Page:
A live performance system in Pure Data: Pitch contour as a figurative gesture

Author: Richard Graham

The implementation of real-time music technology within an improvisatory performance practice raises a series of issues concerning perceptual relationships between the performer, musical gesture, and resultant sound structure. The following paper will include a presentation of a live performance system constructed in Pure Data which exploits a polyphonic audio output of an electric guitar in order to create dense polyphonic music structures. The system provides pitch data for each string in order to construct relevant pitch class contour (figurative gesture) information in real-time. The contour information is then interpolated and assigned to a series of spatial and timbral synthesis parameters in order to create a series of new gestural relationships between the performer and resulting sonority. Overall, the presentation will highlight the salience of contour in the construction and perceptual auditory organisation of polyphonic music structures.

The aforementioned performance issues extend throughout a series of performance related domains concerning the perception of gestural interaction between the performer, their instrument, and the resultant acoustic event. The computer undoubtedly extends the compositional palette of the individual performing musician beyond pitch primacy conventions, allowing potential development of dense polyphonic textures over time. However, the retention and comprehension of such “polyphony of polyphonies” becomes increasingly difficult in proportion to the density of acoustic events [1], which may challenge audiovisual schema associated with linear completion and other forms of musical or instrumental expectancy. One may consider “envelopes as a means for thematic evolution,” to be treated as an “open gesture” in order to create a “memorable shape,” perceivable as a “meaningful scheme” at various hierarchical levels of musical structure by reflecting the same morphological contour amongst transformative processes, particularly in the case of more dense polyphonic music structures [2]. Such an approach may potentially allow further comprehensibility of complex polyphonic structures as they unfold in real-time [3]. One may further develop more meaningful, or at least more relevant envelopes by utilising the contour of incoming pitch class data in real-time practice. A further benefit to be found in the utilisation of a constant incoming stream of performance data is the potential mapping of relevant performance data to concurrent real-time morphological transformations, rather than a transformation occurring after a conditional algorithm is satisfied. The author proposes a theoretically grounded live performance system which exploits relevant schemata in order to evoke conscious, consistent evaluation and interaction between the performer and perceived acoustic patterns produced by a live performance system. It would seem logical, then, to develop a strong theoretical underpinning based on relevant research to function as the crux of a computer based performance practice in order to “address matters of interactivity, density, polyphony and comprehensibility across rehearsals and performances”[4]. By extending understanding of the cognitive constraints surrounding perception of musical structure, one creates an opportunity to formulate useful compositional strategies which may be utilised within a live performance system[5]. Methods of music (scene) analysis will be considered in order to improve comprehensibility of potentially dense polyphonic structures and how the listener may retain such music structure in memory. This paper will also consider theoretical research concerning compositional concepts relevant to the instrument, which may potentially provide further useful performance data to be utilised within a constructed live performance system in order to further exploit the polyphonic audio pickup system and relevant schemata. Performance strategies will then be constructed and presented within a live performance system constructed in Pure Data.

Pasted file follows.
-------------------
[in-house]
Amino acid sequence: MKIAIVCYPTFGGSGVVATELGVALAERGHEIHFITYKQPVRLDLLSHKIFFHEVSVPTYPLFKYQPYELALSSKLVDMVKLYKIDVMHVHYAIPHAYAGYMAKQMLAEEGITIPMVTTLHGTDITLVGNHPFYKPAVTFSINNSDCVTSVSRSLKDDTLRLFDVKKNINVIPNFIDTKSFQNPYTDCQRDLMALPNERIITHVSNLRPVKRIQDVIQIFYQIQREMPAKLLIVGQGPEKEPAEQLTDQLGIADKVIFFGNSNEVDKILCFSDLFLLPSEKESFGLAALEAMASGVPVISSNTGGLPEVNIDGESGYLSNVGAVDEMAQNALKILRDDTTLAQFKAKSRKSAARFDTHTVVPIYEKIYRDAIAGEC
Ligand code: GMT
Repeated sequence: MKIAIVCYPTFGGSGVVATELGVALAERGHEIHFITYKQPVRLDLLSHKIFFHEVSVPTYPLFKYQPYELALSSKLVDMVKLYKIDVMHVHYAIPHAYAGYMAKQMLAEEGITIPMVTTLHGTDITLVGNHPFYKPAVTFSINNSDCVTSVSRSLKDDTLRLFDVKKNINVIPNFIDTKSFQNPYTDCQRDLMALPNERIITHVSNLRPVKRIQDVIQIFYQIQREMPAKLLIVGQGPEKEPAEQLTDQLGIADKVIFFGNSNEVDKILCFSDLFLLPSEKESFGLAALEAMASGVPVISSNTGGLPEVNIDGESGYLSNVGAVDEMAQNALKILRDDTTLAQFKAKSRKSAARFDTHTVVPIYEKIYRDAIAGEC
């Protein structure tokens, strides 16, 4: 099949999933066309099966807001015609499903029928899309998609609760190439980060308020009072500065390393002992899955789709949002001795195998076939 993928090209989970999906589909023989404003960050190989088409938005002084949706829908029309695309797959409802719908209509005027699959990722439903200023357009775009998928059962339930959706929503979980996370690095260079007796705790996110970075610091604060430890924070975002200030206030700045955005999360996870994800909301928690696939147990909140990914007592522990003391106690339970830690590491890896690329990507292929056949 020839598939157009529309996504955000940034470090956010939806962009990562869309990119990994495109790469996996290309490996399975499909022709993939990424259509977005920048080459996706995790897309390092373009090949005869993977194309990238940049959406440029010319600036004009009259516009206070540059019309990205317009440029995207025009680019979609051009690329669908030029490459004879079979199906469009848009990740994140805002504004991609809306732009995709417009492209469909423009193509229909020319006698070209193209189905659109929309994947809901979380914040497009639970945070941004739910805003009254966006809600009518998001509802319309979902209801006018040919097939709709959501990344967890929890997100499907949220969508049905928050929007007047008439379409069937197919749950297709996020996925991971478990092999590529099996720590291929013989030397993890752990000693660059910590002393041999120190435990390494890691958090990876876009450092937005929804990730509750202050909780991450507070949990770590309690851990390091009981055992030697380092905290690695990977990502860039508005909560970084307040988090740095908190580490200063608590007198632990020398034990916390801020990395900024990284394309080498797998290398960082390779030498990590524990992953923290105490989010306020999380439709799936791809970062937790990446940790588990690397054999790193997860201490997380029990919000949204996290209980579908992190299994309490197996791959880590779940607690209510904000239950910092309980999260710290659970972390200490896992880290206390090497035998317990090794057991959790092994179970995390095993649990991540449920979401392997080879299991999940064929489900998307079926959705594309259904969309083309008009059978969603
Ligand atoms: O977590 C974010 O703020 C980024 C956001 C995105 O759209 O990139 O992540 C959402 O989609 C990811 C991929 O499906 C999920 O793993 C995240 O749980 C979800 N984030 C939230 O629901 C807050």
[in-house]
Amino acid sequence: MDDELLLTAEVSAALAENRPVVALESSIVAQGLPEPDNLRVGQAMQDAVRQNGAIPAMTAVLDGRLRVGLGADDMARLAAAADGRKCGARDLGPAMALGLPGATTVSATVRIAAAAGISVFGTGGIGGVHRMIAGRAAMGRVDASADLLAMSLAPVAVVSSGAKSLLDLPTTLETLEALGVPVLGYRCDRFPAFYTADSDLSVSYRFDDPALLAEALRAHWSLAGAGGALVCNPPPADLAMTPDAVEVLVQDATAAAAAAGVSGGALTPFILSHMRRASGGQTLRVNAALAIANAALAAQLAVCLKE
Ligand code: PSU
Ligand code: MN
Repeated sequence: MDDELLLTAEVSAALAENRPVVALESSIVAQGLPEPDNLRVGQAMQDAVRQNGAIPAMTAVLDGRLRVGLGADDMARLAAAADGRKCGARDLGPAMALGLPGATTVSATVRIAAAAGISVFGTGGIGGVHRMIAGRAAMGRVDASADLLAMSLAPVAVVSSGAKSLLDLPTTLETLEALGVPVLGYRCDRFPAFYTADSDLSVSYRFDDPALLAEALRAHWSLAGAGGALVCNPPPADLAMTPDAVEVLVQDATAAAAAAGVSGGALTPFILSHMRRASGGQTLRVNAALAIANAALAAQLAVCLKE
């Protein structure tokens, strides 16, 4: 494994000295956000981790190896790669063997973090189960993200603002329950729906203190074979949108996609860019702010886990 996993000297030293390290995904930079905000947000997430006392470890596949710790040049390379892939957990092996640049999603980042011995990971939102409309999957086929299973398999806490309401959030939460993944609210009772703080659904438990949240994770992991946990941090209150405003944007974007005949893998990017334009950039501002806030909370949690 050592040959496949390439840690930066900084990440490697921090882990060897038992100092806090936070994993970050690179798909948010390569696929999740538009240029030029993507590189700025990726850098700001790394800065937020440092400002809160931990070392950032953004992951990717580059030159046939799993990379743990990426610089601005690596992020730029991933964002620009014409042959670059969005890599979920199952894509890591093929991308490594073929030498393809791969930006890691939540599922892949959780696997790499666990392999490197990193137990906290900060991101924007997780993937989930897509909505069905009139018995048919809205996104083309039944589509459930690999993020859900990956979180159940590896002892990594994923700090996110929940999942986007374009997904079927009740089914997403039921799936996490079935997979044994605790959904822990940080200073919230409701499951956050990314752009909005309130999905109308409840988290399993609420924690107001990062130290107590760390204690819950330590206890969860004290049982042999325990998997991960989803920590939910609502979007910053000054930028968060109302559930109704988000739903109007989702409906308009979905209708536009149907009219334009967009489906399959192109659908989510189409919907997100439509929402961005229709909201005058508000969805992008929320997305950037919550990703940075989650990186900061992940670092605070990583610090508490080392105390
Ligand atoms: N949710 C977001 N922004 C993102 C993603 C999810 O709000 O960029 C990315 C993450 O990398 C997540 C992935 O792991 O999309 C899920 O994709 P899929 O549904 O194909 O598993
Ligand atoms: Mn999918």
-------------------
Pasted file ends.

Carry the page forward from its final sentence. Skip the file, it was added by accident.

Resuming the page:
1. Emmerson 2007, p. 114
  2. Karamanlis 2010
  3. cf. Smalley 1997, Winkler 1998
  4. Emmerson 2007, p. 114
  5. Snyder 2000, xvi

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4th international Pure Data Convention 2011 Weimar ~ Berlin